Omar, Howard, and Raq have this history and, in the present day, this adversarial dynamic. Raq wanted him dead, so we have this idea of how Rock feels about Howard, but how does Howard feel about Raq right now?
Omar: You know, what’s interesting? I think that Howard will always have a soft spot, and it is hard for Raq because of their history, but they play a chess game where the stakes are life and death.
And so, I think he feels a bit of resentment towards her, but it’s buffered because, in the backstory, he kind of understands why she is the way that she is. But it’s just that now that the joke is on him, and he ain’t having that.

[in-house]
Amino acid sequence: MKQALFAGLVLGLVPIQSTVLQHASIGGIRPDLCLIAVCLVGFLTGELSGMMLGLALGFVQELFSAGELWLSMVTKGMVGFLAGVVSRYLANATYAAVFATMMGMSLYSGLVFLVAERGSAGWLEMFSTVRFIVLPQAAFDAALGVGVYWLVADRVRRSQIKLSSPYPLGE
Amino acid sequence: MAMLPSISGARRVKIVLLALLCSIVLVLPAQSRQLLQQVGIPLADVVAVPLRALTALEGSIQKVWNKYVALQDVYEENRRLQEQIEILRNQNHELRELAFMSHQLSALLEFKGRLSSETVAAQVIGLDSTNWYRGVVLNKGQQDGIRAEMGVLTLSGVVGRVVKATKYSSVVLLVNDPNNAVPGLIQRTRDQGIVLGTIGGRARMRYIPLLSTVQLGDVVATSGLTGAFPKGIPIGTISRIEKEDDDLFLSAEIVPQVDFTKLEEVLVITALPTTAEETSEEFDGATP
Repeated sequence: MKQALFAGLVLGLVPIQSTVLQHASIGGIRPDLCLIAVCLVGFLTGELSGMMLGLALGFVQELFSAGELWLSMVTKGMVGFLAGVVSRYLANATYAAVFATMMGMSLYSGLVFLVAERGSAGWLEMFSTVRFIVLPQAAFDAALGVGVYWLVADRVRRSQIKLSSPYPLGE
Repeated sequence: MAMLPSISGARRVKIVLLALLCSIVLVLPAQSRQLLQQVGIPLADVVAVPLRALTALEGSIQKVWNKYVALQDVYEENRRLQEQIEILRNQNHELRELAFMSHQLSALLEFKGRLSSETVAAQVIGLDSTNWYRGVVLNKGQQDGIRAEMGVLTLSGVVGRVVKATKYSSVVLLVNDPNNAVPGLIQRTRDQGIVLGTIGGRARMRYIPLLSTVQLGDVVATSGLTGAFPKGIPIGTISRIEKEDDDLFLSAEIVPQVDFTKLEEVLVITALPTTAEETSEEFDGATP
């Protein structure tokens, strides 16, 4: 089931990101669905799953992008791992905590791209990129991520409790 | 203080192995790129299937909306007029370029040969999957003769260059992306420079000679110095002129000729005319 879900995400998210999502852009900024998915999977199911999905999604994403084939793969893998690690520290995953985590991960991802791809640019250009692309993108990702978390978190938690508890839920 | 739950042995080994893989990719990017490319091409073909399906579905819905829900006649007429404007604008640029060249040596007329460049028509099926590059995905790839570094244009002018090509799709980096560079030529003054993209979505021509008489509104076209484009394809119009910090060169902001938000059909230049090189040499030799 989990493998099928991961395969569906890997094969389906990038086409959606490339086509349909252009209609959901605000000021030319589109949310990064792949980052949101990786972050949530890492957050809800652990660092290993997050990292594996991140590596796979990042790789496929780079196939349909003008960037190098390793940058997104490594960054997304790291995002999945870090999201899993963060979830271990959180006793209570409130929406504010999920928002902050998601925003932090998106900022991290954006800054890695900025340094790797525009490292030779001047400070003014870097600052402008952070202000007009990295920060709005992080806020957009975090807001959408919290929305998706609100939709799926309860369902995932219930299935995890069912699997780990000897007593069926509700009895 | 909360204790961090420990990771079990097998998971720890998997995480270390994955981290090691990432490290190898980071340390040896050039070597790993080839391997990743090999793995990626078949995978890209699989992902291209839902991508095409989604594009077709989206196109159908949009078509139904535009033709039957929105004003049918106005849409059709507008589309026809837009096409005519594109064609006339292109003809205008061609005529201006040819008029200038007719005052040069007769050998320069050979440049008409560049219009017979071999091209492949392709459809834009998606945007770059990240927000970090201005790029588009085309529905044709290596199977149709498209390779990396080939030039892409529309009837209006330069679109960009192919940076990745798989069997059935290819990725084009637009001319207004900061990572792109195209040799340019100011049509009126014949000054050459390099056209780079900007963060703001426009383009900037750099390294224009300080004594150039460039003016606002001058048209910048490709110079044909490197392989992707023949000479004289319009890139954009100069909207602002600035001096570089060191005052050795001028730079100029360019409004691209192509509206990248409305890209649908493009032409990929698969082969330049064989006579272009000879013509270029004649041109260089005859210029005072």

So they’re just like two ran the Rams with the horns they’re just butting, and they’re just going to keep butting until one of them falls back.
Shanley, can you tell us a little about the relationship between Burke and Jukebox? Does she want to protect her? It feels like she sees herself in her a little bit. Can you talk about that dynamic?
Shanley: I think there’s a little bit of both. In the beginning, she looked at Jukebox as a way to get in with the Stark family and get a little bit more information.
But as she got to know her and what she was going through, she may have found the crack open in the door a little bit and put her foot in because she wanted that information. Eventually, she came to care for Jukebox.